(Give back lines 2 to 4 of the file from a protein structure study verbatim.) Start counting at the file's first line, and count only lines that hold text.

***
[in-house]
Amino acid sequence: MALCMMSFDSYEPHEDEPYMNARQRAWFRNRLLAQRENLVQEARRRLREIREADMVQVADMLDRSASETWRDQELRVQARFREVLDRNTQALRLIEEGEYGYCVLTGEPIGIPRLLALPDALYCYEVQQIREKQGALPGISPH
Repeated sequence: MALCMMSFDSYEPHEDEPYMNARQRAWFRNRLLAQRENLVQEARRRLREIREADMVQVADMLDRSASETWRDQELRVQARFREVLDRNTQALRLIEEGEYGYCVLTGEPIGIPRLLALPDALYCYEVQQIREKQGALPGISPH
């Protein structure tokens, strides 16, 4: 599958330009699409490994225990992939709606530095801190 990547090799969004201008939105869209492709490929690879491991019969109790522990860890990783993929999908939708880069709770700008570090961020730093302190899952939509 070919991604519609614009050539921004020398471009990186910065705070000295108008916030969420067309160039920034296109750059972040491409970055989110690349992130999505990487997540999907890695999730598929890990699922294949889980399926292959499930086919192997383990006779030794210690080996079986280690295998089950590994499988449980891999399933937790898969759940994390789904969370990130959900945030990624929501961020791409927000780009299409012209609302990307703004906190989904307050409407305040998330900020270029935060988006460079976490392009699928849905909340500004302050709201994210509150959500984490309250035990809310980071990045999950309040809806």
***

Amino acid sequence: MALCMMSFDSYEPHEDEPYMNARQRAWFRNRLLAQRENLVQEARRRLREIREADMVQVADMLDRSASETWRDQELRVQARFREVLDRNTQALRLIEEGEYGYCVLTGEPIGIPRLLALPDALYCYEVQQIREKQGALPGISPH
Repeated sequence: MALCMMSFDSYEPHEDEPYMNARQRAWFRNRLLAQRENLVQEARRRLREIREADMVQVADMLDRSASETWRDQELRVQARFREVLDRNTQALRLIEEGEYGYCVLTGEPIGIPRLLALPDALYCYEVQQIREKQGALPGISPH
């Protein structure tokens, strides 16, 4: 599958330009699409490994225990992939709606530095801190 990547090799969004201008939105869209492709490929690879491991019969109790522990860890990783993929999908939708880069709770700008570090961020730093302190899952939509 070919991604519609614009050539921004020398471009990186910065705070000295108008916030969420067309160039920034296109750059972040491409970055989110690349992130999505990487997540999907890695999730598929890990699922294949889980399926292959499930086919192997383990006779030794210690080996079986280690295998089950590994499988449980891999399933937790898969759940994390789904969370990130959900945030990624929501961020791409927000780009299409012209609302990307703004906190989904307050409407305040998330900020270029935060988006460079976490392009699928849905909340500004302050709201994210509150959500984490309250035990809310980071990045999950309040809806």